Sunday, March 25, 2018
Book Review “Stay Tuned” (The Story of Radio in India) ~ by Niilesh A Raje
“Ye Akashwani Hai Abhi Aap . . . Se Samachar Suniye”, “Namaste Bhaino Aur Bhaiyon Mein Aap Ka Dost Ameen Sayani Bol Raha Hoon”, “Jaab Jeeturaj Bolta Hai Tho Akha Mumbai Sunta Hai” words like these remains committed to the ears of many radio listeners of all ages. Till the advent of television or mobile phones radio ruled the entertainment industry in India. Be it listening to the news, sports commentary or your favourite songs over the radio at your home or while having hair cut at your very own barber shop radio remained the most popular and effective medium of entertainment for the common masses.
Radio in those days meant All India Radio (AIR) on the AM band. The real decline of the radio popularity was witnessed within Indian households during 1991 when cable and satellite television made their entry into the Indian markets. However, Indians were once again captivated back to radio listening when private commercial FM stations started operating in India at the beginning of the twenty first century.
But, how many of us know about the history of radio in India, the different types of radios services, different formats of radio or your audience research that makes the program on air equally popular, effective and entertaining. Debut author Pankaj Athawale has recently come up with his first book titled, “Stay Tuned” (The Story of Radio in India) published with Indus Source Books which would address all of these questions not only from the angle of curiosity of readers but would also address the under graduate and post graduate media course students across the country.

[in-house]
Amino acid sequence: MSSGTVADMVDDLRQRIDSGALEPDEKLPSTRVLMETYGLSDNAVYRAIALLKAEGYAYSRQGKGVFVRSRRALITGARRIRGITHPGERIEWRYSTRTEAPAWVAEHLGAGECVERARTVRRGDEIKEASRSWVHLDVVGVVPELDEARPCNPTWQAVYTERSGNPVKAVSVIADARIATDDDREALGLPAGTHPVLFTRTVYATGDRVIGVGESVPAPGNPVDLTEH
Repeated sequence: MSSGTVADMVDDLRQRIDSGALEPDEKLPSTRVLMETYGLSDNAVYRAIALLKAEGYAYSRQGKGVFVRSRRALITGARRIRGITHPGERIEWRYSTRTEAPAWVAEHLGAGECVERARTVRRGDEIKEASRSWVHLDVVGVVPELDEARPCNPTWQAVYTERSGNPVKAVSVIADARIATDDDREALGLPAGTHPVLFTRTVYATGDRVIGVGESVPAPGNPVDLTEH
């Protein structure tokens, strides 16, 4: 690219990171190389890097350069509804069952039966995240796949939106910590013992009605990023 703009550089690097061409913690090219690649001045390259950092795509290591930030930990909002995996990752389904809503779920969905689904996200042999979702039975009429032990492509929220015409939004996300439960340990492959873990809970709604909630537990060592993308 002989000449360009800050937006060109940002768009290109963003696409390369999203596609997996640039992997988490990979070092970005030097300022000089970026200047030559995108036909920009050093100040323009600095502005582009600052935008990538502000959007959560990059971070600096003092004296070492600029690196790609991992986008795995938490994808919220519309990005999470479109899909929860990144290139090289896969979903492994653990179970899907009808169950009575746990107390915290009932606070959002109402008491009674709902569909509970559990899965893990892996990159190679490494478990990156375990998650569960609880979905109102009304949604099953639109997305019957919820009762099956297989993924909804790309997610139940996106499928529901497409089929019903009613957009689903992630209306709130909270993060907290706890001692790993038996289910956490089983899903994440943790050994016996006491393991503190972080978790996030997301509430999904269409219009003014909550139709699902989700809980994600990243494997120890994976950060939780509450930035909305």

Author, Pankaj has been hosting radio shows on All India Radio’s FM stations. He also holds the credit for having the cricket commentary for various bilateral series, World Cup and ICC Championships. During his stint with the radio he had the opportunity to interview many national as well as international dignitaries apart from sharing the microphone with stalwarts like Sunil Gavaskar, Clive Lloyd and Kapil Dev and many more.
What I liked about the book is the author has dedicated one full chapter covering each topic at length. The chapter “Radio Services” talks about All India Radio, Private Commercial Radio (FM) in India, Community Radio, Satellite Radio and Internet Radio. While the chapter “Radio Formats” gives the reader detailed insight about the various formats the broadcaster of the radio show needs to adhere to. So for news the format is different, for radio drama the content is different, sports broadcast has its own rule and the protocols one needs to adhere to while addressing shows for the President or Prime Minister of our country the formats are different. The author admits he has been fortunate enough to get the opportunity to work on such formats across various stations over the years.
Reading the book I realized radio is just not meant to be synonymous with music. In fact there is lot more that happens behind the scene. Unlike the television or print media the radio is a different ball game all together. Who is listening to your show or how many are listening audience research like this is not possible in real time. Radio has to depend upon conventional methods to do the quantitative analysis of data. Best approach being to take a sample and analyze the responses given to the questionnaire from the voice of your readers.
Readers if you have any more questions that has amplified your curiosity about Radio as a subject I would recommend you to read, “Stay Tuned” (The Story of Radio in India).
Paperback: 168 pages
Publisher: Indus Source Books; First edition (2017)
Reviewed by : Niilesh A Raje